History of the Parish

Before 1850 the first Catholics living in Franklin Mills, Ohio, (later renamed Kent) were eight and a half miles east of St. Mary Church in Hudson which meant a long ride by wagon, coach or horseback to attend Mass. Sometime in the 1850’s, a priest from either Hudson or the cathedral in Cleveland said the first Mass in the home of grocery store owner and glass worker Johann Fiedler. As the size of the Catholic congregation grew, a visiting priest said Mass each week in the Kent Town Hall building, until even that space became too small.

Between 1863 and 1864, Kent and Ravenna were made separate parishes under the pastorate of Fr. Patrick Henry Brown (left) who set about the task to raise funds to build a Catholic church in Kent. As Fr. Brown raised funds, he welcomed a donation of land for the new church. Prosperous Kent entrepreneur Marvin Kent donated a parcel of land on what is today the north side of Portage Street. The church cornerstone was laid on July 14, 1867 and was fully completed by the end of 1868. Its steeple was 120 feet high. In 1872 Fr. Walter Gibbons purchased land on North Mantua Street for a Catholic Cemetery.

Between 1863 and 1864, Kent and Ravenna were made separate parishes under the pastorate of Fr. Patrick Henry Brown (left) who set about the task to raise funds to build a Catholic church in Kent. As Fr. Brown raised funds, he welcomed a donation of land for the new church. Prosperous Kent entrepreneur Marvin Kent donated a parcel of land on what is today the north side of Portage Street. The church cornerstone was laid on July 14, 1867 and was fully completed by the end of 1868. Its steeple was 120 feet high. In 1872 Fr. Walter Gibbons purchased land on North Mantua Street for a Catholic Cemetery.

The parish acquired more land and continued to expand. Irish-born Fr. Joseph D. Bowles purchased property next to the church for a school, which he built during his second pastorate in 1881. English-born Fr. George Leeming built a larger school building of four classrooms around 1885 and a convent for the sisters in 1886. In 1902 Fr. Ambrose Graham built a new rectory on the corner of North DePeyster and Portage Streets, a building that still stands today. A new brick school of eight classrooms was built by Fr. James Nolan in 1924.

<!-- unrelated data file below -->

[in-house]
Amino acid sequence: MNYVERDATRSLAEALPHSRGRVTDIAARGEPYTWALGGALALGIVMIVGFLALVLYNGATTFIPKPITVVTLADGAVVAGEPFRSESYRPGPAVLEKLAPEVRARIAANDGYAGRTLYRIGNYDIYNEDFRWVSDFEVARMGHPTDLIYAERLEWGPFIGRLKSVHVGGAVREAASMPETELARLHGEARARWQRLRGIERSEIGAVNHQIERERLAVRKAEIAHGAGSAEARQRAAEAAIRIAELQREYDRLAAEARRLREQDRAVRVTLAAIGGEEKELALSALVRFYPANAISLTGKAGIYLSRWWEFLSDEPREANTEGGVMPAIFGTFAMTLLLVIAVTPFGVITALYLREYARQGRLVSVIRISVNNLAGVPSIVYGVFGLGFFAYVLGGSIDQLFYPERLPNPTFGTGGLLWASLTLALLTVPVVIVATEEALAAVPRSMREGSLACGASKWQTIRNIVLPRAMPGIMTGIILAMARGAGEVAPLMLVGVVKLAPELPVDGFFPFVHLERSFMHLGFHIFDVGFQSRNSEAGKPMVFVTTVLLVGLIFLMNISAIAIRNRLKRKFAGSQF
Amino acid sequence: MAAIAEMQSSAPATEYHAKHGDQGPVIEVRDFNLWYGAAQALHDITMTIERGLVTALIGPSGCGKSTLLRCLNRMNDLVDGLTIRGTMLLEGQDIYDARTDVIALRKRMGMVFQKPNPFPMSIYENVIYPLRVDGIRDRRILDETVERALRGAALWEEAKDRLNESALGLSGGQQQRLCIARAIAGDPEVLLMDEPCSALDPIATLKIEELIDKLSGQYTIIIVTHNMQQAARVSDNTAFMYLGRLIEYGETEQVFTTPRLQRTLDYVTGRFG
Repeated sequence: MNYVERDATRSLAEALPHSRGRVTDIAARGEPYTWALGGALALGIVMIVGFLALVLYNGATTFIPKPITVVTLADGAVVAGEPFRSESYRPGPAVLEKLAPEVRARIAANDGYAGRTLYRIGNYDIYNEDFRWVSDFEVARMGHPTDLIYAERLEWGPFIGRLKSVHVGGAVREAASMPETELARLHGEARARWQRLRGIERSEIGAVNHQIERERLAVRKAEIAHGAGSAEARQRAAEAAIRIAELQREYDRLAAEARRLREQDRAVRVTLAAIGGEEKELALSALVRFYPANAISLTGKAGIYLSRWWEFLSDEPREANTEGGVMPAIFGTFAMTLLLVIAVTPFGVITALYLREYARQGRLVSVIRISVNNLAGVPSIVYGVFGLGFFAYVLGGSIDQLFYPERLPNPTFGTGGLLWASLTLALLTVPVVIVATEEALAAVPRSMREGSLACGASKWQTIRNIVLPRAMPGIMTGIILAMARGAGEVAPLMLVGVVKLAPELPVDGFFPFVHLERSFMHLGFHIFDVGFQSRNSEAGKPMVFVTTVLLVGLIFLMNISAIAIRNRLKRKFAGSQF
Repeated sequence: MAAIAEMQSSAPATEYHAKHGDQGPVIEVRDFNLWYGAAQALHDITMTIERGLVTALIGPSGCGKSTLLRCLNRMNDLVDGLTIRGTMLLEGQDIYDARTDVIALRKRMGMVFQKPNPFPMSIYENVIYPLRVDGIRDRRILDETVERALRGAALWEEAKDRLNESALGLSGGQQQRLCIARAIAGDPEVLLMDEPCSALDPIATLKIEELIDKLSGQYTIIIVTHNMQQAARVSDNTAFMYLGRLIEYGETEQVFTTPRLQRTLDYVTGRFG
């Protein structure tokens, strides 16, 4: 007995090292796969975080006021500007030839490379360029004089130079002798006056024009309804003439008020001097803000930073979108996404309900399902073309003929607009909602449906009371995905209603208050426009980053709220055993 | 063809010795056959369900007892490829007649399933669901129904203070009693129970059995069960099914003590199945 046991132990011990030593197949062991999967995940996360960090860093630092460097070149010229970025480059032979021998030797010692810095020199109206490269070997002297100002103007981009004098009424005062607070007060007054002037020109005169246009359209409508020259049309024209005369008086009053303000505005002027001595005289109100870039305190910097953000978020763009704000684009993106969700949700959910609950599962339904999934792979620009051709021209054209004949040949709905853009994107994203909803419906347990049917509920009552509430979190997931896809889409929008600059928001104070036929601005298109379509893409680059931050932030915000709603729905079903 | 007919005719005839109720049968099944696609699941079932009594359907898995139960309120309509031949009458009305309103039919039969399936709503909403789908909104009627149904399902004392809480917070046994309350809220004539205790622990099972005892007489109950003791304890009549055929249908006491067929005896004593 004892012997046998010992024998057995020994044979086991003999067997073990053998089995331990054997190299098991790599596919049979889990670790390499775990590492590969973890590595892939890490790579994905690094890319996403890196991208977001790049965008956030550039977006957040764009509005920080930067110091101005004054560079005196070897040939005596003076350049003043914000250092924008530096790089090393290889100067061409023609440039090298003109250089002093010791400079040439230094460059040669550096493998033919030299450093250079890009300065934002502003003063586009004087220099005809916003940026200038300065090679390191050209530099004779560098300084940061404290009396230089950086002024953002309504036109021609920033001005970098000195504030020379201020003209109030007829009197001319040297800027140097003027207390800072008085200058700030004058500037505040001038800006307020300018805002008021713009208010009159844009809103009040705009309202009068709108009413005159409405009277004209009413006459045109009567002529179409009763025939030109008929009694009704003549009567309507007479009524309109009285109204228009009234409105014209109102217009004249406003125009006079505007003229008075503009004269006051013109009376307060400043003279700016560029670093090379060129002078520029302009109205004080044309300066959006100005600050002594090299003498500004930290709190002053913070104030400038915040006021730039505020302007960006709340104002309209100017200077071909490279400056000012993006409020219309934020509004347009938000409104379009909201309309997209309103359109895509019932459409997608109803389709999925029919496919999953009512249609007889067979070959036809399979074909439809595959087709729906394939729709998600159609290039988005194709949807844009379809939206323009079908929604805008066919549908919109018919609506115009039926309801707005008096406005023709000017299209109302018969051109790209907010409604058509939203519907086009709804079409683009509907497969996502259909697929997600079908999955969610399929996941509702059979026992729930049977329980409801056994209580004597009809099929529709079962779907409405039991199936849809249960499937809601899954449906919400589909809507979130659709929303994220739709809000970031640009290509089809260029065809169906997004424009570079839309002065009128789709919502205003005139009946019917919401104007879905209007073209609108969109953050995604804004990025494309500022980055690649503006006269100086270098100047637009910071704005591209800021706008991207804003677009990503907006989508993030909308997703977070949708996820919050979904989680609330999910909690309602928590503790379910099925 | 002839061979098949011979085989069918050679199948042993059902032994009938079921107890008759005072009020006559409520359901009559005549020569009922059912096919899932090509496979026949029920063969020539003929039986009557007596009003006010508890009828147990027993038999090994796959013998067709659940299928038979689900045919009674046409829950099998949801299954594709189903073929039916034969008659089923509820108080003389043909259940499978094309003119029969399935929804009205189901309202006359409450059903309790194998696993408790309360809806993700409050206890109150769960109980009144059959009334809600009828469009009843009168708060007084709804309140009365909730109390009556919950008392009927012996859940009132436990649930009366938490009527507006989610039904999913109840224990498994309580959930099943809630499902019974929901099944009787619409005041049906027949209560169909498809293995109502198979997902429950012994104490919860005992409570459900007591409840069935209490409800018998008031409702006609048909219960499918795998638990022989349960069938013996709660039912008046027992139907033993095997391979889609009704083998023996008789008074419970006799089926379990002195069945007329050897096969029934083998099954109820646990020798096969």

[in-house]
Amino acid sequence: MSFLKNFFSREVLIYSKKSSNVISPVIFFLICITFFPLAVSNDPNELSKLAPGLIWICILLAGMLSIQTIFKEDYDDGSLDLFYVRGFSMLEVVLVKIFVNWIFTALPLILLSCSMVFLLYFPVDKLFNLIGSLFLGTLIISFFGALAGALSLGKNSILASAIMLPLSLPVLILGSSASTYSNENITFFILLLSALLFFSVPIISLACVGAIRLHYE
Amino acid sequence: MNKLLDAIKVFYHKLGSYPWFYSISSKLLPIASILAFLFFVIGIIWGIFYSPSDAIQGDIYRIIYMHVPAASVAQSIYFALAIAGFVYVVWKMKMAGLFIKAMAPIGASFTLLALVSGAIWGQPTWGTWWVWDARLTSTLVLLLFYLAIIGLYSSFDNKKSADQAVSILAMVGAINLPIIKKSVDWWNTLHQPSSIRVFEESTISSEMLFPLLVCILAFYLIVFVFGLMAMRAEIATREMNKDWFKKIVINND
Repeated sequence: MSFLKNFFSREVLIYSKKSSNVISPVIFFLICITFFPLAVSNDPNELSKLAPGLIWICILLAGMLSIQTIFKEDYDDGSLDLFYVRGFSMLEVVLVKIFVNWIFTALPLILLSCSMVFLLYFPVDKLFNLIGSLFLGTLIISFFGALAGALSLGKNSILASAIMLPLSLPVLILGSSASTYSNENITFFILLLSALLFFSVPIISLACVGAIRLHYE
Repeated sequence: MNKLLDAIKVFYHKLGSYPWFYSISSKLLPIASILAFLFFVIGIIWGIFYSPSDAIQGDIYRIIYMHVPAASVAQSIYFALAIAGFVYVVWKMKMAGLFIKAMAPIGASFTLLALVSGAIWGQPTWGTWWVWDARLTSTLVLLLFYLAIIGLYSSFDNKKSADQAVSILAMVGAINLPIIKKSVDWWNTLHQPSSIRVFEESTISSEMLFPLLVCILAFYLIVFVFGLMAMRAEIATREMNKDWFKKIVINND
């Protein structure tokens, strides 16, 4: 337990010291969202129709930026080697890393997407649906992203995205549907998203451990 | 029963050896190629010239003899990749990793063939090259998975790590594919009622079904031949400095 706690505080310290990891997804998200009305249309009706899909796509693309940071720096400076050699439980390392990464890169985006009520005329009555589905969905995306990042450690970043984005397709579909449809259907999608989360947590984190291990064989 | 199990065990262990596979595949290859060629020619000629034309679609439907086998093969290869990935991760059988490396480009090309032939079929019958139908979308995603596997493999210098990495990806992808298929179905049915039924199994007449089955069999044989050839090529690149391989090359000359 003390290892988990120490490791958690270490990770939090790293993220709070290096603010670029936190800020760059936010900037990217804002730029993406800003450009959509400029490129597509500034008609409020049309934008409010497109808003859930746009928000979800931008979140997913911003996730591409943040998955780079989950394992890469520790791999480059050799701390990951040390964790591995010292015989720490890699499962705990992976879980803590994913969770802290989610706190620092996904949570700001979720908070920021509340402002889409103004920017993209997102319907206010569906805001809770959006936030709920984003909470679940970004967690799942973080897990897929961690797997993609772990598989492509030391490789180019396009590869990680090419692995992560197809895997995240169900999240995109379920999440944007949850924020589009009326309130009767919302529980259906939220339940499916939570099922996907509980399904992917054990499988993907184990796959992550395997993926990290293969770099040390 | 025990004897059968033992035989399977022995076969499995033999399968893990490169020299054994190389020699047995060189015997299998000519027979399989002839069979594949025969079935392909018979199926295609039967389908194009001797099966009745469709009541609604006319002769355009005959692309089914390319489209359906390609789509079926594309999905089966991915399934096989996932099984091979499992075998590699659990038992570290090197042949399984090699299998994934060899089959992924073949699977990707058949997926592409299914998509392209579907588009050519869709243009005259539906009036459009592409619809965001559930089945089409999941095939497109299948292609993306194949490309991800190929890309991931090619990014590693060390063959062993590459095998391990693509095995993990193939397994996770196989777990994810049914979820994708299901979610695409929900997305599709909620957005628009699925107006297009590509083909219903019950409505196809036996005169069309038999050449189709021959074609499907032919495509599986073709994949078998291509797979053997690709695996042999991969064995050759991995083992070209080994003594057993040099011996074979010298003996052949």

In 1953, Fr. George Mulroy built the present St. Patrick Church (right) on the site of a former vineyard on North DePeyster Street.

Several years later Fr. Mulroy built two additions to the school and in 1961-2 a new convent for the sisters. In 2003, Fr. Timothy Kenney built a gymnasium on the west end of the school. In 1993 associate pastor Fr. Michael Balash renovated the interior of the present church. Generous donors have bequeathed funds for an annex for the musical arts to be added to the east side of the school. The parish has submitted plans for this addition to the city of Kent.

The parish acquired more land and continued to expand. Irish-born Fr. Joseph D. Bowles purchased property next to the church for a school, which he built during his second pastorate in 1881. English-born Fr. George Leeming built a larger school building of four classrooms around 1885 and a convent for the sisters in 1886. In 1902 Fr. Ambrose Graham built a new rectory on the corner of North DePeyster and Portage Streets, a building that still stands today. A new brick school of eight classrooms was built by Fr. James Nolan in 1924.